Reviewed by Michael Gill, B. Sc.
Image of Los Angeles Biomedical Reaearch Institute at Harbor-UCLA Medical Center in Torrance, United States.
Phase-Based Progress Estimates

Minocyclinefor Diabetic Nephropathy

All Sexes
Diabetic kidney disease increases the risk of illness and death from heart disease in patients with Type 2 diabetes. Some blood pressure medications called ACE inhibitors and ARBs slow progression of kidney disease, but the dose that can be used is often limited by side effects that are experienced by patients. The most limiting side effects of the current treatments are lowering of the kidney function or blood pressure, and a rise in blood potassium levels. A safe and inexpensive medication that doesn't lower kidney function or blood pressure or raise serum potassium would be useful. Minocycline is a tetracycline antibiotic with recently appreciated protective properties. In a published journal article by Dr. Isermann, minocycline prevented the death of specialized kidney cells in mice. The kidneys of these mice did not develop diabetic kidney disease when seen under the microscope and the mice experienced only a little bit of protein loss in the urine. In a different published paper, the authors showed that minocycline also decreased kidney injury in a model of non-diabetic kidney disease. A related tetracycline antibiotic was shown to lower urine protein in diabetic patients. These data support a rationale for testing to see if minocycline is safe and helpful in patients with diabetic kidney disease. In this study, all patients will stay on their usual medications for the treatment of diabetic kidney disease. Patients will be given either minocycline (100 mg by mouth twice a day for 24 weeks) or placebo (an inactive capsule taken twice a day for 24 weeks). Minocycline or placebo will be assigned by a process called "randomization", which is like a coin toss. Neither the patient nor the study team will know if the patient is taking placebo or minocycline until the end of the study. The study will assess minocycline safety and test to see if minocycline is helpful or not helpful for the treatment of diabetic kidney disease. This study was funded by the American Diabetes Association and is not supported by any pharmaceutical company.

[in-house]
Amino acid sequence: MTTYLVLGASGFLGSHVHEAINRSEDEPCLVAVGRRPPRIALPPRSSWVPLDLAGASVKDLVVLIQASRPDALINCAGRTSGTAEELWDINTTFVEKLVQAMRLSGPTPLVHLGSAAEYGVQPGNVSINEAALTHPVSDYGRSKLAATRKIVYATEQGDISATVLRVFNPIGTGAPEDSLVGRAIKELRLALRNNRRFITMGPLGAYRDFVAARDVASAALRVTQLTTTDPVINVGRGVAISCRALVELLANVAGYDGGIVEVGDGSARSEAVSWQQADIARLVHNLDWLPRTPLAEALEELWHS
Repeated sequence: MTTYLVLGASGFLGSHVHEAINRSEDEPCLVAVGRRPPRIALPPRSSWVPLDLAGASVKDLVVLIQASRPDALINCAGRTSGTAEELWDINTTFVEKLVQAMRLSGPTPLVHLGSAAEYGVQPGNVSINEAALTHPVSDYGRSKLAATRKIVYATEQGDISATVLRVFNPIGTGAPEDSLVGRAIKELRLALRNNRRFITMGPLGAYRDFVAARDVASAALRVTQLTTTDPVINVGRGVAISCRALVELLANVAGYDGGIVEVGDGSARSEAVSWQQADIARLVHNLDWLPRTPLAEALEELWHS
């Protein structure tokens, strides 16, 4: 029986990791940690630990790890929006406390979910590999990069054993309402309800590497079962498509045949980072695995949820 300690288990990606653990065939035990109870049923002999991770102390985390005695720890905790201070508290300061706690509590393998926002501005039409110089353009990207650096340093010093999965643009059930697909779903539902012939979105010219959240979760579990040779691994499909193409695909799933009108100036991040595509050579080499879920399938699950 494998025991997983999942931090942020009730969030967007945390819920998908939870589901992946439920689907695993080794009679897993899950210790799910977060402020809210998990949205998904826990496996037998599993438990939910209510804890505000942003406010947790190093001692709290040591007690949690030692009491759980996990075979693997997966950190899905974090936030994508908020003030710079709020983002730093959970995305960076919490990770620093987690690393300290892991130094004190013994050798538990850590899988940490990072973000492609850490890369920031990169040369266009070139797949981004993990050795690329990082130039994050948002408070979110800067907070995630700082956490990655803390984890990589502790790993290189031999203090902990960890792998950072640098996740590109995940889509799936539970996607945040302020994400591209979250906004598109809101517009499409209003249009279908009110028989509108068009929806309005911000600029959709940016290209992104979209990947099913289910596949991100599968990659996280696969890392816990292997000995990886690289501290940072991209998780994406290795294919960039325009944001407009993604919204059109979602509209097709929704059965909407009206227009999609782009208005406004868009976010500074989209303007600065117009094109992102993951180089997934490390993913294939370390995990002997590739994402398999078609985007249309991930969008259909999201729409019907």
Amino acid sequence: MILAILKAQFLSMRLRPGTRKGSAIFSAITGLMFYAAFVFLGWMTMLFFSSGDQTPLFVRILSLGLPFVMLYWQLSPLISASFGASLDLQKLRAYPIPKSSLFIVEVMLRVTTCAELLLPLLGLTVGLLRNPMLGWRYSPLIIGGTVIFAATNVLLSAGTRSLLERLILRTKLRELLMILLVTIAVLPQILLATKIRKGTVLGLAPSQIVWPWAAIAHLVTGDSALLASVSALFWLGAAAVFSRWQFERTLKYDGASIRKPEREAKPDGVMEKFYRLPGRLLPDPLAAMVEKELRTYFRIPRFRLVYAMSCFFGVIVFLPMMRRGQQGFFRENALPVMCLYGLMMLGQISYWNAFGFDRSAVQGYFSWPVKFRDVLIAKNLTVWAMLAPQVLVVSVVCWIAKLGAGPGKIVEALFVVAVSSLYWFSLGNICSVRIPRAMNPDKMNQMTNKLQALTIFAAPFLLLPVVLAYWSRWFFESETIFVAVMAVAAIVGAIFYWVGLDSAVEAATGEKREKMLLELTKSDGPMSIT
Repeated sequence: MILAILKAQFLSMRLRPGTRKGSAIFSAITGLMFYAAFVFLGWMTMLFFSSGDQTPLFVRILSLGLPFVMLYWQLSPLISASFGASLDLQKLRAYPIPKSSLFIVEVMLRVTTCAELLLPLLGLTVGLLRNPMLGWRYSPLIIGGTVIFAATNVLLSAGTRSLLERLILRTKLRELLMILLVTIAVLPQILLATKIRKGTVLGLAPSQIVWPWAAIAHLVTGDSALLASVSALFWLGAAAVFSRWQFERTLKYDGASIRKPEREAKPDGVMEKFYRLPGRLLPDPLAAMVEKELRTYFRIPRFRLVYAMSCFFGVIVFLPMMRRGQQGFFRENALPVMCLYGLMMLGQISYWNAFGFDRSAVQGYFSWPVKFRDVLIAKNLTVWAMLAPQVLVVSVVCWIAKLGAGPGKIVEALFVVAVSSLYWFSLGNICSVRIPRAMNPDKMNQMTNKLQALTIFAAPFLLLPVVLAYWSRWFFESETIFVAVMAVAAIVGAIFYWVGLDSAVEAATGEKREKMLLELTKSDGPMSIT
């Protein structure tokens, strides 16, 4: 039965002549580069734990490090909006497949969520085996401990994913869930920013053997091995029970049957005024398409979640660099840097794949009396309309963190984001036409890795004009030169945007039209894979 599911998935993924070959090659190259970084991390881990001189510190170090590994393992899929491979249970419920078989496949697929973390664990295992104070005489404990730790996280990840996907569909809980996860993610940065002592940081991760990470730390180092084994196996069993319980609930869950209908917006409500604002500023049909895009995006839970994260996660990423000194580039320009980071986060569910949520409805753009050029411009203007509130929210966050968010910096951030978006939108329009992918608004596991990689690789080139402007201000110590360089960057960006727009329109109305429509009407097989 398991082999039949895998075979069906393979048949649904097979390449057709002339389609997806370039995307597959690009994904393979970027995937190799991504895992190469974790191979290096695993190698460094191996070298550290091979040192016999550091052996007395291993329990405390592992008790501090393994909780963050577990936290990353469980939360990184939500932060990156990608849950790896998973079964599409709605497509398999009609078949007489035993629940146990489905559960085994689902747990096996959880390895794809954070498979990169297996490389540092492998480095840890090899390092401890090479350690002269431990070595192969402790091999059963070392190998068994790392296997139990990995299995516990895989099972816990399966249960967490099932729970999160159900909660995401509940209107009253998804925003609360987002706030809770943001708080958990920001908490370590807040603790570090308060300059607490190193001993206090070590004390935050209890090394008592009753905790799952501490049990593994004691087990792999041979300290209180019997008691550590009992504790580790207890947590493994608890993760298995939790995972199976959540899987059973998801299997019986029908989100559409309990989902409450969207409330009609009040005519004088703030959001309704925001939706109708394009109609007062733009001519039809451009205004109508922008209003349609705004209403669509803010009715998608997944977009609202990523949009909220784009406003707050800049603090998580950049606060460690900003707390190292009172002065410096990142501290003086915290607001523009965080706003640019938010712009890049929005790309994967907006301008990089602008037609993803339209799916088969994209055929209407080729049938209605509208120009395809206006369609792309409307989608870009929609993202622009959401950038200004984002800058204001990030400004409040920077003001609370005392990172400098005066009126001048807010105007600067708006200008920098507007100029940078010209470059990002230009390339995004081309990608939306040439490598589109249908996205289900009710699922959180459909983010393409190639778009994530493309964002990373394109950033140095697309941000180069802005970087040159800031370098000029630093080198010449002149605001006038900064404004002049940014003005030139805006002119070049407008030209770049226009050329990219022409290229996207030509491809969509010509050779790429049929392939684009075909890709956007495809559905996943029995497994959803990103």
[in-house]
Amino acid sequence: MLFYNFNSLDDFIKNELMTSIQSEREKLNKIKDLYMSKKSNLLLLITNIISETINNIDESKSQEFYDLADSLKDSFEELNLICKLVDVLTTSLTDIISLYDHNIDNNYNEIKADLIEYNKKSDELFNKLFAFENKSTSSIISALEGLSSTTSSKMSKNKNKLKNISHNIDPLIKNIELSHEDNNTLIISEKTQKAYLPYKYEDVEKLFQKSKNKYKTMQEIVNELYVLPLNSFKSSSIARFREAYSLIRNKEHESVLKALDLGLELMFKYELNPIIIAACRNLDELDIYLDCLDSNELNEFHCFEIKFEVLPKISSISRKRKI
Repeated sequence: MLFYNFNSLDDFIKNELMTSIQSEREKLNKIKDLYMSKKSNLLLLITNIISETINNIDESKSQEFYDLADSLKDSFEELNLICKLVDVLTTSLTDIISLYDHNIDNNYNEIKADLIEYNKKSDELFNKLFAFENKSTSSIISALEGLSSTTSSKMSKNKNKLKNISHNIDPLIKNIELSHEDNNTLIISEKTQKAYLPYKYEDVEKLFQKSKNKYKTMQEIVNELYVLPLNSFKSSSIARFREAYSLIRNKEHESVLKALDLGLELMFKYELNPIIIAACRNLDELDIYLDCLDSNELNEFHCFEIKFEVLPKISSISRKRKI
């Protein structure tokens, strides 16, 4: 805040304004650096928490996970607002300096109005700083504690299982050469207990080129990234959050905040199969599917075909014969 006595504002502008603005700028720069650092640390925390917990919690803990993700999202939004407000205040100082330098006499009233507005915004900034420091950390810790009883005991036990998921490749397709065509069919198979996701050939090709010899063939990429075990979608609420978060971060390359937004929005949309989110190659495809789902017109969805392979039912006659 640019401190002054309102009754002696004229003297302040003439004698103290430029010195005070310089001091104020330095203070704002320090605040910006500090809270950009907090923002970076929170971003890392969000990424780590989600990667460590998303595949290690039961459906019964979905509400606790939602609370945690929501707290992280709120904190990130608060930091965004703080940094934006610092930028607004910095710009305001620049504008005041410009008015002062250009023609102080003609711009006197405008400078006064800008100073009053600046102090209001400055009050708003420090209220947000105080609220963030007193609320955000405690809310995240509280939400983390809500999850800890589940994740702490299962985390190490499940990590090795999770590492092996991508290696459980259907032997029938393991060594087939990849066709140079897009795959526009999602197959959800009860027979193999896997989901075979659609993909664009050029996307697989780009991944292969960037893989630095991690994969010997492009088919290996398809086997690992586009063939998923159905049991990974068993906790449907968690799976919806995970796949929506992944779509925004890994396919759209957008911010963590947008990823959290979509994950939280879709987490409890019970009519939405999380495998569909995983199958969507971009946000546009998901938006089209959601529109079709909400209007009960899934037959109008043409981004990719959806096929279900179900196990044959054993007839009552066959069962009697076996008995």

Waitlist Available
FDA Approved Drug
Los Angeles Biomedical Reaearch Institute at Harbor-UCLA Medical CenterSharon G Adler, MD
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About The Author

Michael Gill preview

Michael Gill - B. Sc.

First Published: October 22nd, 2021

Last Reviewed: October 27th, 2022

Michael Gill holds a Bachelors of Science in Integrated Science and Mathematics from McMaster University. During his degree he devoted considerable time modeling the pharmacodynamics of promising drug candidates. Since then, he has leveraged this knowledge of the investigational new drug ecosystem to help his father navigate clinical trials for multiple myeloma, an experience which prompted him to co-found Power Life Sciences: a company that helps patients access randomized controlled trials.

References1 Frazier R, Mehta R, Cai X, Lee J, Napoli S, Craven T, Tuazon J, Safdi A, Scialla J, Susztak K, Isakova T. Associations of Fenofibrate Therapy With Incidence and Progression of CKD in Patients With Type 2 Diabetes. Kidney Int Rep. 2018 Sep 18;4(1):94-102. doi: 10.1016/j.ekir.2018.09.006. eCollection 2019 Jan. Davis TM, Ting R, Best JD, Donoghoe MW, Drury PL, Sullivan DR, Jenkins AJ, O'Connell RL, Whiting MJ, Glasziou PP, Simes RJ, Kesäniemi YA, Gebski VJ, Scott RS, Keech AC; Fenofibrate Intervention and Event Lowering in Diabetes Study investigators. Effects of fenofibrate on renal function in patients with type 2 diabetes mellitus: the Fenofibrate Intervention and Event Lowering in Diabetes (FIELD) Study. Diabetologia. 2011 Feb;54(2):280-90. doi: 10.1007/s00125-010-1951-1. Epub 2010 Nov 4. Shah AP, Shen JI, Wang Y, Tong L, Pak Y, Andalibi A, LaPage JA, Adler SG. Effects of Minocycline on Urine Albumin, Interleukin-6, and Osteoprotegerin in Patients with Diabetic Nephropathy: A Randomized Controlled Pilot Trial. PLoS One. 2016 Mar 28;11(3):e0152357. doi: 10.1371/journal.pone.0152357. eCollection 2016.